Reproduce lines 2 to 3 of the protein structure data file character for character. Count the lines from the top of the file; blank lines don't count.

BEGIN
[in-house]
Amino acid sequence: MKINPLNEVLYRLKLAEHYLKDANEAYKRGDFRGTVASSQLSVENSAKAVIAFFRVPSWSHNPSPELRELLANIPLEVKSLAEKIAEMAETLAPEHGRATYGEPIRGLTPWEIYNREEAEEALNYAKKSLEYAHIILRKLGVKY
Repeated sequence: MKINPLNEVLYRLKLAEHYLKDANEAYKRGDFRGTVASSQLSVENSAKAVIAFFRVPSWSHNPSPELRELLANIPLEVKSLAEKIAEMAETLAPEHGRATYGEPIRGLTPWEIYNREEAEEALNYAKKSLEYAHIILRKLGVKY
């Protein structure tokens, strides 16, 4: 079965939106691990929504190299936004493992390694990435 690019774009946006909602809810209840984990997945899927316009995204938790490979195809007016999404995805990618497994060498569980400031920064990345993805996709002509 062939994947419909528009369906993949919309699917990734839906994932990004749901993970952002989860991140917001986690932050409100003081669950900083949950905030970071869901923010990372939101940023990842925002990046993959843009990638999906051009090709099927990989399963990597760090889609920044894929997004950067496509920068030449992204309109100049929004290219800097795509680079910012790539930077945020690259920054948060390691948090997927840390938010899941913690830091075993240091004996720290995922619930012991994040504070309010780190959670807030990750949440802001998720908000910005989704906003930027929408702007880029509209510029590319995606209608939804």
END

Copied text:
Amino acid sequence: MKINPLNEVLYRLKLAEHYLKDANEAYKRGDFRGTVASSQLSVENSAKAVIAFFRVPSWSHNPSPELRELLANIPLEVKSLAEKIAEMAETLAPEHGRATYGEPIRGLTPWEIYNREEAEEALNYAKKSLEYAHIILRKLGVKY
Repeated sequence: MKINPLNEVLYRLKLAEHYLKDANEAYKRGDFRGTVASSQLSVENSAKAVIAFFRVPSWSHNPSPELRELLANIPLEVKSLAEKIAEMAETLAPEHGRATYGEPIRGLTPWEIYNREEAEEALNYAKKSLEYAHIILRKLGVKY